(* Some optional helpers *)
  val exactly: char -> char P.t
  val one_of:  char list -> char P.t
  val none_of: char list -> char P.t
  val range:   char -> char -> char P.t
  val space:   char P.t
  val newline: char P.t
  val tab:     char P.t
  val upper:   char P.t
  val lower:   char P.t
  val digit:   char P.t
  val letter:  char P.t
  val alpha_num: char P.t
  val hex_digit: char P.t
  val oct_digit: char P.t

You can see that introducing the alternatives, reduces even more the amount of special combinators needed to define the parser itself (compare this with the one obtained in more-typeclasses)

module Parser: PARSER = struct
  include ParserAlternative
  include ParserAlt

  let map = fmap

  let explode s =
    let rec aux i acc = if i < 0 then acc else aux (i - 1) (s.[i] :: acc) in
    aux (String.length s - 1) []

  let run p s = explode s
    |> p
    |> ListF.fmap fst

  let empty = function
    | []  -> [((), [])]
    | _   -> []

  let token f = function
    | []      -> []
    | x :: xs -> ListF.fmap (fun y -> (y, xs)) (f x)

  let char c = token (fun c' -> if c = c' then [c] else [])

  let satisfy f p cs =
    match p cs with
    | [(x, cs)] when f x -> [(x,cs)]
    | _                  -> []

  let filter = satisfy

  let delay f xs = f () xs

  (* These are alternative's helpers, but we needed to move them
   * here to avoid infinite recursion... To be investigated... *)
  let rec many p = List.cons <$> p <*> (delay @@ fun _ -> many p)
    <|> pure []
  let some p = satisfy ((<>) []) (many p)

module MakeCharParser(P: PARSER) = struct
  open P

  let item = token (fun c -> [c])

  let exactly x = filter ((=) x) item
  let one_of  l = filter (fun x -> List.mem x l) item
  let none_of l = filter (fun x -> not (List.mem x l)) item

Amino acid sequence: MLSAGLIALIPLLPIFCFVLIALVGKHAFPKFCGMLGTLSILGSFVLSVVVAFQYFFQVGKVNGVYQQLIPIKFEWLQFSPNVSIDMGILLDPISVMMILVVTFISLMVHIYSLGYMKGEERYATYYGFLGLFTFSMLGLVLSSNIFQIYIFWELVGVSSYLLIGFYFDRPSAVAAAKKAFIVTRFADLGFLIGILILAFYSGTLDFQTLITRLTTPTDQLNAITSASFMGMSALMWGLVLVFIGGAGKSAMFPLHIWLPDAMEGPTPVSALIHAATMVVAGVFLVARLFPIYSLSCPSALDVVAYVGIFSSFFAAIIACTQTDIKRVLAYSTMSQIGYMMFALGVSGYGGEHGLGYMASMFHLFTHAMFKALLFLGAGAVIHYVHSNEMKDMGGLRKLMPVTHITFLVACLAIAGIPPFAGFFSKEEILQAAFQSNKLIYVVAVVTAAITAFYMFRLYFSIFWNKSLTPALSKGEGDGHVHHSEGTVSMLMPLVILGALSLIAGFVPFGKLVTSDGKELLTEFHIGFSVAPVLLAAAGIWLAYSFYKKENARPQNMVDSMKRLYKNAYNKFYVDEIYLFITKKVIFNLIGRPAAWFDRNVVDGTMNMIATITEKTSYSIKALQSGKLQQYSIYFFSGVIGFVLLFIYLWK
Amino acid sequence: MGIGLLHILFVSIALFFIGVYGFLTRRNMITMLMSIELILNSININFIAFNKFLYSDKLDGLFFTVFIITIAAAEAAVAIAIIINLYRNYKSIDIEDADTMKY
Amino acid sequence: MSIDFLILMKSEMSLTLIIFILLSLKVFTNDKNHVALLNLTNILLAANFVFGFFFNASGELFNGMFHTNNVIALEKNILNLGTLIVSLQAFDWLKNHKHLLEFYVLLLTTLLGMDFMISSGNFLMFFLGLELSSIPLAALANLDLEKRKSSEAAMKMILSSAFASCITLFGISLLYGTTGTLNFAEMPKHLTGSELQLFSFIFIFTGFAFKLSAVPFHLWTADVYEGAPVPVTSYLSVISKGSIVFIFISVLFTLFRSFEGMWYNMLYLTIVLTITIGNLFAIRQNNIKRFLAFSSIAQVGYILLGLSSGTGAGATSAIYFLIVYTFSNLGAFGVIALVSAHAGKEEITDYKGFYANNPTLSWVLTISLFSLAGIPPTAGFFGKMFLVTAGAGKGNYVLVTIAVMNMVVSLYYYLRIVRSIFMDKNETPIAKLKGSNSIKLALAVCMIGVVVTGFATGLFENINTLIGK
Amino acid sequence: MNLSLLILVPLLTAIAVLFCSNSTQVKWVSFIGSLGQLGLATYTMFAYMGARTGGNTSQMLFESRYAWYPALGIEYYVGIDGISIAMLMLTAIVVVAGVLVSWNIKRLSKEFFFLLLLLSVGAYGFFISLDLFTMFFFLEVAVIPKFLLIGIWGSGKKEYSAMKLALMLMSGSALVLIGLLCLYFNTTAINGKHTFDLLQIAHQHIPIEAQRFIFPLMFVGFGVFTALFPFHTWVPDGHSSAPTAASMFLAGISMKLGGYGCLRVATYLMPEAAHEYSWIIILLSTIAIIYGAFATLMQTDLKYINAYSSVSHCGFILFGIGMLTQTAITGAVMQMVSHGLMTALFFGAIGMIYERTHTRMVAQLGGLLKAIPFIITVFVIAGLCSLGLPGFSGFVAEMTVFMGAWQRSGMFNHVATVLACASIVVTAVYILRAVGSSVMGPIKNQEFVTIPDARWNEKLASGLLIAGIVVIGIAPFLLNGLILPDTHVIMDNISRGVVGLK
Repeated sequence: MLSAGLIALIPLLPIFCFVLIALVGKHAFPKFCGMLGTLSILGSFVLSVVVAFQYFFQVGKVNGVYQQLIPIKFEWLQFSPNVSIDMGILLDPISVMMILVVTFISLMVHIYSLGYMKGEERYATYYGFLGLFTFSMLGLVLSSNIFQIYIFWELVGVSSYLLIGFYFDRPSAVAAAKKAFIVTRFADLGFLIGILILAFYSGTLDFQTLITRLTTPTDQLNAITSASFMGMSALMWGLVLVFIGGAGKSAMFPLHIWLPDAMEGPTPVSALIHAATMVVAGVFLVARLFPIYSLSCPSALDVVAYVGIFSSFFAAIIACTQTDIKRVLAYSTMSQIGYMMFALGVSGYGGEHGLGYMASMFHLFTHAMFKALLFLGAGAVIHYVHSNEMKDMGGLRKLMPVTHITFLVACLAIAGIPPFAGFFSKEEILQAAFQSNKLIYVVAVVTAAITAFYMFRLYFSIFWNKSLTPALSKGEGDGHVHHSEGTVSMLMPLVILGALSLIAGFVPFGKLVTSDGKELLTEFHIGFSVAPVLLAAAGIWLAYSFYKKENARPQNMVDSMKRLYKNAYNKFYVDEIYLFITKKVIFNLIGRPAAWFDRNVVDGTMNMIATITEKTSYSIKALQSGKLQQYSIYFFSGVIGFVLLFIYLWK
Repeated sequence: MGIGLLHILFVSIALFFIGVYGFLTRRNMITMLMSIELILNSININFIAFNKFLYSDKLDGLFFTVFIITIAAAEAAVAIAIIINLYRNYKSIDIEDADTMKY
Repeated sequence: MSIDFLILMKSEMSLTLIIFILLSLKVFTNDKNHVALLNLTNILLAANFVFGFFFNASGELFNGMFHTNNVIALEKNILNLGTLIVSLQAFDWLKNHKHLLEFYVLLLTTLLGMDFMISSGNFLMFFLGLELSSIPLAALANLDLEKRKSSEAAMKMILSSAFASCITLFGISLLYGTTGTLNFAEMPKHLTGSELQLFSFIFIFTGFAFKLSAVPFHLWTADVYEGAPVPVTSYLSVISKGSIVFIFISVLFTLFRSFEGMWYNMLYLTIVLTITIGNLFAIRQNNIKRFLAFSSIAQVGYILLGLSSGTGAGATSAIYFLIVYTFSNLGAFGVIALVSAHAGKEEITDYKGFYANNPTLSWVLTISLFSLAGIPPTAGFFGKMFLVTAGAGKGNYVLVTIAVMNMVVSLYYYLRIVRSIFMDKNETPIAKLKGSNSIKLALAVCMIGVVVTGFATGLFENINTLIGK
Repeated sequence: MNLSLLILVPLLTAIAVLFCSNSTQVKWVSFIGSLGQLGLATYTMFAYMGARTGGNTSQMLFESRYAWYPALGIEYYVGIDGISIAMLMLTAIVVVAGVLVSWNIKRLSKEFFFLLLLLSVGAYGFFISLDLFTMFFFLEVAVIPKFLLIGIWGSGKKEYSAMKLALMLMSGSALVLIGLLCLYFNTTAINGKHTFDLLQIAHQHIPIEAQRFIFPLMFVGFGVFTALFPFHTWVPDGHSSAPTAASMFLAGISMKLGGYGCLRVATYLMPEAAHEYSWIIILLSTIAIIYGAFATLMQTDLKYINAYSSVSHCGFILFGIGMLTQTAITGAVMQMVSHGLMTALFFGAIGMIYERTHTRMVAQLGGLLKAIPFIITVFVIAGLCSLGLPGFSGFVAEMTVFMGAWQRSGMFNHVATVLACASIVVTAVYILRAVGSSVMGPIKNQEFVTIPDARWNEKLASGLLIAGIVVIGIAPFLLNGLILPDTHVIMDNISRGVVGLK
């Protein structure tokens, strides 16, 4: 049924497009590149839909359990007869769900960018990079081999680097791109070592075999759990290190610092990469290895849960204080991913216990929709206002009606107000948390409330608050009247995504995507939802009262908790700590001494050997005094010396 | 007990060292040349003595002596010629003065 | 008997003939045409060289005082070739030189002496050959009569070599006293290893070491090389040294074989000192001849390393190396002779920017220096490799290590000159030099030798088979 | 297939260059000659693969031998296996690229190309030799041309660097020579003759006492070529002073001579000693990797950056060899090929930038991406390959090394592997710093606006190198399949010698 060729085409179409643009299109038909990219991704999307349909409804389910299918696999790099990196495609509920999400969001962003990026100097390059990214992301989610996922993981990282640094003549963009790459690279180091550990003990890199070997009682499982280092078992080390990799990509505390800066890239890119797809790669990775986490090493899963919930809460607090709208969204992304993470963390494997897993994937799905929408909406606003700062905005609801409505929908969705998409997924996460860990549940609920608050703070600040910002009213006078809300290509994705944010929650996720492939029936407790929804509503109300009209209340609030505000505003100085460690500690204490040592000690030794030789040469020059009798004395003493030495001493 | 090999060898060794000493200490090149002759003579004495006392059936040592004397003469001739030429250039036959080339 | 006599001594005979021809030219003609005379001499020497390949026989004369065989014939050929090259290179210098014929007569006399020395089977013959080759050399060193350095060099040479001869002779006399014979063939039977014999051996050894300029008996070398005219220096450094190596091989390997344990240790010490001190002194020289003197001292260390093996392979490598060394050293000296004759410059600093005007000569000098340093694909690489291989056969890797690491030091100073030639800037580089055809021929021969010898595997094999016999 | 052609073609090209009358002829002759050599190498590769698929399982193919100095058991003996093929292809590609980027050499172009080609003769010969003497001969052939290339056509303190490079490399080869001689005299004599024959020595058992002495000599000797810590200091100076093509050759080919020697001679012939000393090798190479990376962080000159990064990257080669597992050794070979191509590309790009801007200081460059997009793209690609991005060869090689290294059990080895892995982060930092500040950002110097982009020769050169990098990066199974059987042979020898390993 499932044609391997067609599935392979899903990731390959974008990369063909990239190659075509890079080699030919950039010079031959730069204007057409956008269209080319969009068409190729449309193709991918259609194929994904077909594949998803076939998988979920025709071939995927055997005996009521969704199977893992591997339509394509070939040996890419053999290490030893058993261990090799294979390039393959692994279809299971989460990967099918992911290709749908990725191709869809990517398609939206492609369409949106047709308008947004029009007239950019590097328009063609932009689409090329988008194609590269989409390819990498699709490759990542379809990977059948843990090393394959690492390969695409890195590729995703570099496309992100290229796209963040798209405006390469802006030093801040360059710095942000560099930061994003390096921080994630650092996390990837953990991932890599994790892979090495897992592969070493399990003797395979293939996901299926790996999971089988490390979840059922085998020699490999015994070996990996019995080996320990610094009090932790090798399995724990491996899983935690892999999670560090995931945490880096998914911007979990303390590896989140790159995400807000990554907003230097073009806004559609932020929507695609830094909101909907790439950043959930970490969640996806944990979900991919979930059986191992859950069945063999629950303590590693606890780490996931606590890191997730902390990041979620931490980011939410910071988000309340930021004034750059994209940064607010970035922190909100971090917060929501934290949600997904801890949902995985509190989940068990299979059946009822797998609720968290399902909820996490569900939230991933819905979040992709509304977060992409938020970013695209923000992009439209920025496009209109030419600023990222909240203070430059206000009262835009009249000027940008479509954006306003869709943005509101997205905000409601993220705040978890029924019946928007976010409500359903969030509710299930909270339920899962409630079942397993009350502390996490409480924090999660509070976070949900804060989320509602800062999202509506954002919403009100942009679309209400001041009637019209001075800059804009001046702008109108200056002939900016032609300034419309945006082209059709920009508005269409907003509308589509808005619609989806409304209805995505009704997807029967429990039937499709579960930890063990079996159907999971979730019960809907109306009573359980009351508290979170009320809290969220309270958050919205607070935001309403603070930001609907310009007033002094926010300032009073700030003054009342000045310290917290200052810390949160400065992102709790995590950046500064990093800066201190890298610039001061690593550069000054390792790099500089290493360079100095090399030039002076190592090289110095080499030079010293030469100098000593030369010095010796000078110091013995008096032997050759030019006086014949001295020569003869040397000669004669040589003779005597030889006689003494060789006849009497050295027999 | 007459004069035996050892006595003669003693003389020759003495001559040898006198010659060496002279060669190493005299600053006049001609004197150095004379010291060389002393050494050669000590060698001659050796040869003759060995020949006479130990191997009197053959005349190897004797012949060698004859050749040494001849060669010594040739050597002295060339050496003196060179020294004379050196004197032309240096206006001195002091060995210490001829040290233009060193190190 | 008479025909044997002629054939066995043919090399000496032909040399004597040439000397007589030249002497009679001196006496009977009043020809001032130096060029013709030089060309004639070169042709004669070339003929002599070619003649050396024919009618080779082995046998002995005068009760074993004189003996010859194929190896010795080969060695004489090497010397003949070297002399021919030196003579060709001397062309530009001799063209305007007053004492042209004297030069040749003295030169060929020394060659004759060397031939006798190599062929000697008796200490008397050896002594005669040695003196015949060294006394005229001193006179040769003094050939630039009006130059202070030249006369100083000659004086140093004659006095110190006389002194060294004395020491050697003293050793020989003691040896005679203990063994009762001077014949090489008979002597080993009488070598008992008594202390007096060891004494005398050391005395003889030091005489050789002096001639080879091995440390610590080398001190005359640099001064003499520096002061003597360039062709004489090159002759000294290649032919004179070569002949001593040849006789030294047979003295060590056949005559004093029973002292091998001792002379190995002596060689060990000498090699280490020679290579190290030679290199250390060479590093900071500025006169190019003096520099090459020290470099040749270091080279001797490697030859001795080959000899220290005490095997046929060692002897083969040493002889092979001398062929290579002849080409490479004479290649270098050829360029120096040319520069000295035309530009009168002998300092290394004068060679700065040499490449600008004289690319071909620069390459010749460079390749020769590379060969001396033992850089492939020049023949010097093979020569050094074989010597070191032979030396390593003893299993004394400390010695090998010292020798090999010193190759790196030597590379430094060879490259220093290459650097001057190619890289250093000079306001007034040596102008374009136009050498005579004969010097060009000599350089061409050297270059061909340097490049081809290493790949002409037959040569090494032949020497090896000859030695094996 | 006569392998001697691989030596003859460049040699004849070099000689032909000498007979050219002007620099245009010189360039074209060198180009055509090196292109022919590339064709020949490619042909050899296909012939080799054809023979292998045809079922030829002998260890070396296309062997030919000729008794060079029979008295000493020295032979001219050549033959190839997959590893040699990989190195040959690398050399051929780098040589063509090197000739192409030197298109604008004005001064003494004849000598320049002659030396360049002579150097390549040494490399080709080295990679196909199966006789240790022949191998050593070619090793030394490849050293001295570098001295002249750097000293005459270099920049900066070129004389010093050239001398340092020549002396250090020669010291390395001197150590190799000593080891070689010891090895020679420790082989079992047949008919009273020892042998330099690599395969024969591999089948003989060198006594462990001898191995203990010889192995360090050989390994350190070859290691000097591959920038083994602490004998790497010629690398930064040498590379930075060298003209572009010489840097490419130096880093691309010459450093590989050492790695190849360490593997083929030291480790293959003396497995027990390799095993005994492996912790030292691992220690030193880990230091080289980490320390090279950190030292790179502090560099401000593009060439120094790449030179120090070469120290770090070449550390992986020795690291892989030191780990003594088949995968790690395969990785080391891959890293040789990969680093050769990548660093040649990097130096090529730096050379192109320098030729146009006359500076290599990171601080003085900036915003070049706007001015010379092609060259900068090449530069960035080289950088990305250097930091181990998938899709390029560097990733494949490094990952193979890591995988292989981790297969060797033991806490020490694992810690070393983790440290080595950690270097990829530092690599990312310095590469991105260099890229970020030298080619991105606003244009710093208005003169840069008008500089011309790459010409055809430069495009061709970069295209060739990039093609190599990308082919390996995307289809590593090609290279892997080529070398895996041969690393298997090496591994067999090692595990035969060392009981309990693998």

let range l r = filter (fun x -> l <= x && x <= r) item

  let space     = one_of [' '; '\t'; '\r'; '\n']
  let newline   = exactly '\n'
  let tab       = exactly '\t'
  let upper     = range 'A' 'Z'
  let lower     = range 'a' 'z'
  let digit     = range '0' '9'
  let letter    = lower  <|> upper
  let alpha_num = letter <|> digit
  let hex_digit = range 'a' 'f' <|> range 'A' 'F' <|> digit
  let oct_digit = range '0' '7'

This is the same as the example in more-typeclasses. Consider a parser for parsing dates of the format YYYY-MM-DD:

module CP = MakeCharParser(Parser)
open Parser
open CP

let int =
  let string_of_list = (String.make 1) >.> String.concat "" in
  (string_of_list >.> int_of_string) <$> some digit

let int_range mn mx = filter (fun n -> mn <= n && n <= mx) int
let zero_digit = char '0' *> int_range 1 9
let year  = int_range 1700 2400
let month = zero_digit <|> int_range 10 12
let day = zero_digit <|> int_range 10 31

let date =
  (fun y m d -> (y,m,d))
  <$> (year <* char '-')
  <*> (month <* char '-')
  <*> day

Here are a few examples of running the date parser with different string inputs:

# run date "2019-01-23";;
- : (int * int * int) list = [(2019, 1, 23)]

# run date "2019-10-23";;
- : (int * int * int) list = [(2019, 10, 23)]

# run date "2019-1-23";;
- : (int * int * int) list = []

# run date "999-1-23";;
- : (int * int * int) list = []

# run date "a999-1-23";;
- : (int * int * int) list = []

We did not mention it later… but to match exactly xapi we can use the empty parser:

let xapi = let open Parser in
  (fun _ -> "Gotcha!") <$> exactly 'x' <* exactly 'a' <* exactly 'p' <* exactly 'i' <* empty

That in utop gives

# run xapi "xapi"
- : string list ["Gotcha!"]

# run xapi "xapi1"
- : string list []

Another interesting example could be a parser that counts the longest parenthesis nesting in a parenthesis only string:

module type PARENS = sig
  type 'a t
  val run: 'a t -> string -> 'a list
  val parens: int t

module Parens: PARENS = struct
  include ParserAlternative
  include ParserAlt

  let map = fmap

  let explode s =
    let rec aux i acc = if i < 0 then acc else aux (i - 1) (s.[i] :: acc) in
    aux (String.length s - 1) []

  let run p s = explode s
    |> p
    |> ListF.fmap fst

  let token f = function
    | []      -> []
    | x :: xs -> ListF.fmap (fun y -> (y, xs)) (f x)

  let satisfy f p cs =
    match p cs with
    | [(x, cs)] when f x -> [(x,cs)]
    | _                  -> []

  let item = token (fun c -> [c])
  let exactly x = satisfy ((=) x) item

  let rec parens txt = (
    (fun _ b _ d -> max (1+b) d) <$> exactly '(' <*> parens <*> exactly ')' <*> parens
    <|> pure 0
  ) txt

open Parens

That in utop gives

# open Parens

# run parens "(())"
- : int list = [2]

# run parens "1(())")
- : int list = [0]

# run parens "(()()()())"
- : int list = [2]

# run parens "((()())()()())"
- : int list = [3]

# run parens "((()(()))()()())"
- : int list = [4]

# run parens "((()(()))()()(()()((((((()))))))))"
- : int list = [9]